Incompatible voting equipment can prove an insurmountable obstacle to adopting ranking ballot voting systems such as instant runoff voting and choice voting. Concerns about voting equipment and election administrations effectively eclipsed political support for legislation in Cincinnati in 1991, New Mexico in 1998 and Eugene in 2001. On the other hand, in Santa Clara County, San Leandro and Oakland, legislation making instant runoff voting an option contingent on available equipment was passed by the voters.
It is therefore essential that reformers advocate for ballot type flexibility in legislation to fund or establish standards for new equiment and in Requests for Proposals (RFPs) when counties and states acquire new voting equipment.
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The good news is that most new voting equipment is or can be compatible with ranked ballot elections at no additional cost and that there are sound, good government reasons for such flexibility that have nothing to do with ranked ballot elections.
The clearest way to ensure equipment compatibility is to include in an RFP or legislation the following requirement:
All new voting systems purchased or leased shall be ready to implement ranked choice voting and any other ballot types in use within the United States in the first election in which the equipment is used. Particularly, systems shall allow voters to mark and have their ballots registered according to the specific needs of ranked choice voting and be able to tabulate votes according to the specific logic of ranked choice voting. If systems do not meet the above requirements, then they shall be adapted to do so within a year with no extra expense to the State of XXXX or the Counties therein.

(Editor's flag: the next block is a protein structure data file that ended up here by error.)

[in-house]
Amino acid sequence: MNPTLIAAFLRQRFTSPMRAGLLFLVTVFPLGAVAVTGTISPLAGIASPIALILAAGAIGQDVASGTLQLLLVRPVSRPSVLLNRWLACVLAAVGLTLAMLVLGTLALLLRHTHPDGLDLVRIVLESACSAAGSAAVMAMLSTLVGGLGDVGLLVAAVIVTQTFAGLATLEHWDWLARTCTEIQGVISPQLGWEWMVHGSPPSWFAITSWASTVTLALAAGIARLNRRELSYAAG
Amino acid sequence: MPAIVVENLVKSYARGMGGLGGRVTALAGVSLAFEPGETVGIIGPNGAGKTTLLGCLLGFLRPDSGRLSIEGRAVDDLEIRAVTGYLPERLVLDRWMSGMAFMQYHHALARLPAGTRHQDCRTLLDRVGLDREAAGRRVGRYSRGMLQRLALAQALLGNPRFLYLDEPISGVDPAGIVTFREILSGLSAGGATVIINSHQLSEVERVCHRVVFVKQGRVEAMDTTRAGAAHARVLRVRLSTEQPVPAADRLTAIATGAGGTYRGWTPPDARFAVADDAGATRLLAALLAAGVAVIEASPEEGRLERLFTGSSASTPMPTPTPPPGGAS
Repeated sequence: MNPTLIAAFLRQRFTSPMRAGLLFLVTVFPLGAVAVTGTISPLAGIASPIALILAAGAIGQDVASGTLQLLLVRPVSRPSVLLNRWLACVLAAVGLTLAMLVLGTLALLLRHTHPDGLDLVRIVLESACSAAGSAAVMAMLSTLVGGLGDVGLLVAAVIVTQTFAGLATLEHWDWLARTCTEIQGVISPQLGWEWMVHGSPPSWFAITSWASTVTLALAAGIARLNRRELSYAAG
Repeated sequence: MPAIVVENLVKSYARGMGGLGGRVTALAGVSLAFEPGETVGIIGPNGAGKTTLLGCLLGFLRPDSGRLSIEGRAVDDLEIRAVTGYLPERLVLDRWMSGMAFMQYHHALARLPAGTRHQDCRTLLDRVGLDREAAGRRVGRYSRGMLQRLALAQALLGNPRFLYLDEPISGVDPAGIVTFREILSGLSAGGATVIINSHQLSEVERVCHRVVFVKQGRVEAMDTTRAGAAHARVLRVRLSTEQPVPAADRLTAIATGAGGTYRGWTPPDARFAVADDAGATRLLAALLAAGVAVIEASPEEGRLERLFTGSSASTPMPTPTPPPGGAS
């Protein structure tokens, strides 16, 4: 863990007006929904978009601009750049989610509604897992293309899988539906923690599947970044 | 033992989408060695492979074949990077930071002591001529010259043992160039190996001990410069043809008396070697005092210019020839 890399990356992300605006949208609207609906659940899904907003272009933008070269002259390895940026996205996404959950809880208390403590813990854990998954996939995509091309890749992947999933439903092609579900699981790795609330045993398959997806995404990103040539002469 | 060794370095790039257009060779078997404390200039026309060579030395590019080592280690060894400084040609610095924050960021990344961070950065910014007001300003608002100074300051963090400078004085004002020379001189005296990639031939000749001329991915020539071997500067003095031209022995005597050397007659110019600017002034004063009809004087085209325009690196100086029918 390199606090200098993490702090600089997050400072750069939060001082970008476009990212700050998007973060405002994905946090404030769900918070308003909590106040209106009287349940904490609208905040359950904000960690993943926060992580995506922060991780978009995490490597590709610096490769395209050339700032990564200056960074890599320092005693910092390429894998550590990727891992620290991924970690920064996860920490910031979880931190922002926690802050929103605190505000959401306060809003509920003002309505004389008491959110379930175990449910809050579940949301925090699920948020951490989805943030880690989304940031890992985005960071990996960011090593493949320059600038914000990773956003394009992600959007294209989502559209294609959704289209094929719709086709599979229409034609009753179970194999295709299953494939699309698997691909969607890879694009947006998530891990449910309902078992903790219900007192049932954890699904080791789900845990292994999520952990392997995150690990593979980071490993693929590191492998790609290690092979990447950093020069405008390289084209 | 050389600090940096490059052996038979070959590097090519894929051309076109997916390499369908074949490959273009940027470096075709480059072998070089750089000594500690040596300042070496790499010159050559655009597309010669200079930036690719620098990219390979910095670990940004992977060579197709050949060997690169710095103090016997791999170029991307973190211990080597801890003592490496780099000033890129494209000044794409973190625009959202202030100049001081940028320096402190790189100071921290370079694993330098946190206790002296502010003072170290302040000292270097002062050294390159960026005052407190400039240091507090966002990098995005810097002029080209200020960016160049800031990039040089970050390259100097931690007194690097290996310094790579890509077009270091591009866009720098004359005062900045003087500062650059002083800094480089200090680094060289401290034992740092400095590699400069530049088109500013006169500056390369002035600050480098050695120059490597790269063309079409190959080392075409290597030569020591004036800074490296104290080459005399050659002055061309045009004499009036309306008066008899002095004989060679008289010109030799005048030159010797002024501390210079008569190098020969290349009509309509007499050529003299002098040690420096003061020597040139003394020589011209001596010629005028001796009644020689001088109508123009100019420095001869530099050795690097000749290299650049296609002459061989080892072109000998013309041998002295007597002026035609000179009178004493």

This would not only ensure compatibility but also timeliness: the vendor would not be able to claim that they needed additional time and money to modify software or hardware.
There are two other approaches that can be used in addition to or instead of the above one:
- All new paper-based voting equipment should store electronic records of each ballot.
- All new voting equipment should be able to accommodate all ballot types currently used in US elections.
The argument for the first provision is that it provides important security to paper-based ballots. If a paper ballot is altered after it is cast, either fraudulently or inadvertently through routine handling during a recount, it is almost impossible to detect and correct the alteration. An anonymous, electronic record of each ballot allows the detection and correction of any alteration to a ballot that occurs after the ballot is cast.
The second provision is a matter of prudence: if a jurisdiction is paying large sums of money to buy new voting equipment, it should accommodate any ballot type that the jurisdiction might want to adopt in the future. There are currently 4 ballot types in use in US public elections:
- Vote for 1 candidate only (plurality and runoff elections)
- Vote for more than 1 candidates (at-large plurality and limited voting)
- Give more than one vote to one or more candidates (cumulative voting)
- Rank candidates in order of choice (instant runoff and choice voting)
The Center submitted comments to the FEC along these lines, and leading civil rights and civic groups signed a letter on flexibility in voting equipment. Please feel free to use the information and language in them.
Several jurisdictions, including Travis County (TX), Alameda County (CA) and Santa Clara County (CA), have included provisions on ranked ballot compatibility in RFPs that they have released.
In Alameda County, which has deployed a touch screen system for precincts combined with optical scanners for absentee ballots, the RFP included the statement, "Each vendor must be able to specify how their proposed system will be able to address the following specific requirements." It then lists a series of questions, including:
How will the [voting equipment] manage alternative voting system such as cumulative or preferential voting?
Other questions addressed space on the ballot (there are often large numbers of candidates and measures on California ballots), allowing disabled voters to cast secret ballots, handling multiple ballot types, and the use of multiple languages on the ballot.
FairVote would be glad to provide public comments on these matters. Please contact us if you think it's possible to include pertinent provisions in legislation or RFPs.